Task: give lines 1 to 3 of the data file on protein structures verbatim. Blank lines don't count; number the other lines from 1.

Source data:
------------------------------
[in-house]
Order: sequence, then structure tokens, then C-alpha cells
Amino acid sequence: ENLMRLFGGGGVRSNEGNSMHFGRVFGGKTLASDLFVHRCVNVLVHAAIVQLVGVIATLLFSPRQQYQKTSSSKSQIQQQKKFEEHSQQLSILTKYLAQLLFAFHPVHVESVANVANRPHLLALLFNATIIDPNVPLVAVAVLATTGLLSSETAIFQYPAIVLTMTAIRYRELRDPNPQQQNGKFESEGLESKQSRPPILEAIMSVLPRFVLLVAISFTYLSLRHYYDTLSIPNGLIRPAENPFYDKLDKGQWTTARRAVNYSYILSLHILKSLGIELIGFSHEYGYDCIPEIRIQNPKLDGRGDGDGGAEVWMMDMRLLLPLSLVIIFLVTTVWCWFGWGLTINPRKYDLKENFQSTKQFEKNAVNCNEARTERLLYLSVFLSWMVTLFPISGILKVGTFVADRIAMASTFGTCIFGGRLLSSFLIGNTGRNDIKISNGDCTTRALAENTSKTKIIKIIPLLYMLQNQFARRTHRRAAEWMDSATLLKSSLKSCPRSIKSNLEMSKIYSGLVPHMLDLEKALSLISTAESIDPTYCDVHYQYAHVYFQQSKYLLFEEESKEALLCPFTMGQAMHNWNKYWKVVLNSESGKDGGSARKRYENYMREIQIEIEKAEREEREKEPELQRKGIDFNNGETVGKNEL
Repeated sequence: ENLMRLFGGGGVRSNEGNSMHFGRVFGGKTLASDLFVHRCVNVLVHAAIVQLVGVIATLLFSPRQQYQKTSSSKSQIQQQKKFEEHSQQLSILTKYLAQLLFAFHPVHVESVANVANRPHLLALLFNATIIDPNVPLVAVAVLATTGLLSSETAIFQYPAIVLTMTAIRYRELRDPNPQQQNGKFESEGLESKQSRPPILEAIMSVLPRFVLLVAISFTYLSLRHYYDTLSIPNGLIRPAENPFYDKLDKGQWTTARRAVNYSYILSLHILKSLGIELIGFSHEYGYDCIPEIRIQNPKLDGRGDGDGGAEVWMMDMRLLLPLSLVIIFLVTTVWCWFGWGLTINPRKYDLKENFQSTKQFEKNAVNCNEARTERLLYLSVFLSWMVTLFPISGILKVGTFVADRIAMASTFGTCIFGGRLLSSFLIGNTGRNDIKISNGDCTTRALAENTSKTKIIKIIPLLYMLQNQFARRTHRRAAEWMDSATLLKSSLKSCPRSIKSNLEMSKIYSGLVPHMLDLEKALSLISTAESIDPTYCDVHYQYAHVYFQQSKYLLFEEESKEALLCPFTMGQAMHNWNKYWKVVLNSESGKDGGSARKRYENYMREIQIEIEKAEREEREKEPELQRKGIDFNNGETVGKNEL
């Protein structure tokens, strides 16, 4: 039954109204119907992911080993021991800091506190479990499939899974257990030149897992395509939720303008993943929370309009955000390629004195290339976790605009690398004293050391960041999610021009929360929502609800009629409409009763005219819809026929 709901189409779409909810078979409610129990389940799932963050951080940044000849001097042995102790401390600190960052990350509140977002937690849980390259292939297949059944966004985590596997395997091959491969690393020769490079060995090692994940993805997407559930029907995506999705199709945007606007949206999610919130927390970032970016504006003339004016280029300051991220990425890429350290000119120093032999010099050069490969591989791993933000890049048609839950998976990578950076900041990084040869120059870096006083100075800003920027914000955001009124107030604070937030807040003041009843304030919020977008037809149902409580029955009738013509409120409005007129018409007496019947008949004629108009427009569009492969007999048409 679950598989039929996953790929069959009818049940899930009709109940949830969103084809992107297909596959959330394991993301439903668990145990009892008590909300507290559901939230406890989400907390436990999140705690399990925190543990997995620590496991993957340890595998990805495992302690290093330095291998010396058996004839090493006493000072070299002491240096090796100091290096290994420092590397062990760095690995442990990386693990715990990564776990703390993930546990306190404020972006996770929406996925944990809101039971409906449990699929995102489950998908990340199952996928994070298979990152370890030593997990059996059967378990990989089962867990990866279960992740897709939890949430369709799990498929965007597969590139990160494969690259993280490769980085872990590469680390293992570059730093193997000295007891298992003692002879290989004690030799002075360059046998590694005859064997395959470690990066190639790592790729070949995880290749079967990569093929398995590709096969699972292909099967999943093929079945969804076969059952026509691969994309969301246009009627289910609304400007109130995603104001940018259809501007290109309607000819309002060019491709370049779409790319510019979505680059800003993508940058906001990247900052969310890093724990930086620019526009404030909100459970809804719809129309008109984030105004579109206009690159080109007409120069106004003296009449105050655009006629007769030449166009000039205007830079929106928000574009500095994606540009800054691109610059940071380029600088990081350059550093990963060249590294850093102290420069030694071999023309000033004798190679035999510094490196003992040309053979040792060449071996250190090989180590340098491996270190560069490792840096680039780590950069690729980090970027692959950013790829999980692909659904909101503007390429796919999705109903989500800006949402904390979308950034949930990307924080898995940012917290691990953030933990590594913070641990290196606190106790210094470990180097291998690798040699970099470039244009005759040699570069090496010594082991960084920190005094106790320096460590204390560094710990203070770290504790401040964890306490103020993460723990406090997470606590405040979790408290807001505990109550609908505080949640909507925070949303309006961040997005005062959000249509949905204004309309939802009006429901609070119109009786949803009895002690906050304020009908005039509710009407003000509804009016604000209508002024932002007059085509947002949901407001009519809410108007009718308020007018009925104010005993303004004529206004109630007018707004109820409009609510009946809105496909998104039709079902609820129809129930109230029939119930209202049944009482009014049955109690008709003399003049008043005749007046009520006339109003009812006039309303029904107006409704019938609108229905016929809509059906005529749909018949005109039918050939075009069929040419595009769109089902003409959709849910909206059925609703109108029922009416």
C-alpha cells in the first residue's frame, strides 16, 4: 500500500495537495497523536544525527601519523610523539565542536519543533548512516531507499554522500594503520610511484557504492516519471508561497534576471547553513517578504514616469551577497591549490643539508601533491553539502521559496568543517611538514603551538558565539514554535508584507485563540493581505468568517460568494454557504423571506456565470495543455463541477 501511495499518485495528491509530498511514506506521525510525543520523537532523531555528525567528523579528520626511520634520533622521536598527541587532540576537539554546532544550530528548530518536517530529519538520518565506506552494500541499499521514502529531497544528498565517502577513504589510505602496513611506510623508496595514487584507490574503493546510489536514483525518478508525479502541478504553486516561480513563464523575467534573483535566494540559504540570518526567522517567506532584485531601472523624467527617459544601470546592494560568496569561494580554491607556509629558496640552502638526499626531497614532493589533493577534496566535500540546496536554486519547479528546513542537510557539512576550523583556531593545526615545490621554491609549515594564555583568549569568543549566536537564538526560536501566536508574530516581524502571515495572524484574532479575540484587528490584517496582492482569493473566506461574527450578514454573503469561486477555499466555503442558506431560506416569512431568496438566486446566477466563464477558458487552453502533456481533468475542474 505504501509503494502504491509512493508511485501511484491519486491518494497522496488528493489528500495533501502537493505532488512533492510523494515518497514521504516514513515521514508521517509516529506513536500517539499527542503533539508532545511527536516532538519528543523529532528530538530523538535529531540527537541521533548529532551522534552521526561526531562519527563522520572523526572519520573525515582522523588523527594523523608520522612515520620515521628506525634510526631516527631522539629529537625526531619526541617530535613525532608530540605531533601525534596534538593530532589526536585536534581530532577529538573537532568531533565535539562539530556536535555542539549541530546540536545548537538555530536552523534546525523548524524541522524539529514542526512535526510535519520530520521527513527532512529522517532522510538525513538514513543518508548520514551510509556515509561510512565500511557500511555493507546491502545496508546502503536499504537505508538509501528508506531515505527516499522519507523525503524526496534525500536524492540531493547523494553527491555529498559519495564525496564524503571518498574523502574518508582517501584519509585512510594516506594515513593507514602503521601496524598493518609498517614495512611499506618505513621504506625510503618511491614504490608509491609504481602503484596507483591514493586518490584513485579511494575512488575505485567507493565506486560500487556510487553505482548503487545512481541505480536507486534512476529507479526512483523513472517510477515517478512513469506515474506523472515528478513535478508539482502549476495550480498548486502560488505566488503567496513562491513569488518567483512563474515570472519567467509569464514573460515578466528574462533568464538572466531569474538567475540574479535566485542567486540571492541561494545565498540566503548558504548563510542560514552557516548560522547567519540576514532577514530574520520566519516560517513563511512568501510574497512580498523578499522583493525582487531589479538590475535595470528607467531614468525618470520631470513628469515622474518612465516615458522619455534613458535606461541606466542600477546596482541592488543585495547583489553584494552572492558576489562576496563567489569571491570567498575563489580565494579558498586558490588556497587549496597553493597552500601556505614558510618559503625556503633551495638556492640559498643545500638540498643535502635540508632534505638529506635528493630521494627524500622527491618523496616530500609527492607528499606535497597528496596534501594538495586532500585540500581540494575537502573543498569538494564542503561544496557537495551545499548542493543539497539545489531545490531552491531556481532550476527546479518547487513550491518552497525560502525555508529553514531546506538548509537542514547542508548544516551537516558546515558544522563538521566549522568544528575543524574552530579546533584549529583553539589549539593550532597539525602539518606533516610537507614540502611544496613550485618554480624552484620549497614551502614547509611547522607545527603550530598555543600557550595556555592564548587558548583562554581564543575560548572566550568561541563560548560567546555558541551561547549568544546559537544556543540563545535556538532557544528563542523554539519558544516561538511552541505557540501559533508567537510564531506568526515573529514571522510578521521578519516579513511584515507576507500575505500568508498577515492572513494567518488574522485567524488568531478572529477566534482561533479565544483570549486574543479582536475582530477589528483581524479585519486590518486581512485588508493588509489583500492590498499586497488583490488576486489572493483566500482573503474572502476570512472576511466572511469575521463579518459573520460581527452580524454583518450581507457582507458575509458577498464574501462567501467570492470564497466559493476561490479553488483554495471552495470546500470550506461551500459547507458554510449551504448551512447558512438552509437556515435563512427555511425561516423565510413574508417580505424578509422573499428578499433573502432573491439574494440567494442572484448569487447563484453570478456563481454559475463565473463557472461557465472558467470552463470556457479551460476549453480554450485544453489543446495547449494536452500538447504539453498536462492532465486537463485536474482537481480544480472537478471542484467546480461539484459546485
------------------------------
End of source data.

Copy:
[in-house]
Order: sequence, then structure tokens, then C-alpha cells
Amino acid sequence: ENLMRLFGGGGVRSNEGNSMHFGRVFGGKTLASDLFVHRCVNVLVHAAIVQLVGVIATLLFSPRQQYQKTSSSKSQIQQQKKFEEHSQQLSILTKYLAQLLFAFHPVHVESVANVANRPHLLALLFNATIIDPNVPLVAVAVLATTGLLSSETAIFQYPAIVLTMTAIRYRELRDPNPQQQNGKFESEGLESKQSRPPILEAIMSVLPRFVLLVAISFTYLSLRHYYDTLSIPNGLIRPAENPFYDKLDKGQWTTARRAVNYSYILSLHILKSLGIELIGFSHEYGYDCIPEIRIQNPKLDGRGDGDGGAEVWMMDMRLLLPLSLVIIFLVTTVWCWFGWGLTINPRKYDLKENFQSTKQFEKNAVNCNEARTERLLYLSVFLSWMVTLFPISGILKVGTFVADRIAMASTFGTCIFGGRLLSSFLIGNTGRNDIKISNGDCTTRALAENTSKTKIIKIIPLLYMLQNQFARRTHRRAAEWMDSATLLKSSLKSCPRSIKSNLEMSKIYSGLVPHMLDLEKALSLISTAESIDPTYCDVHYQYAHVYFQQSKYLLFEEESKEALLCPFTMGQAMHNWNKYWKVVLNSESGKDGGSARKRYENYMREIQIEIEKAEREEREKEPELQRKGIDFNNGETVGKNEL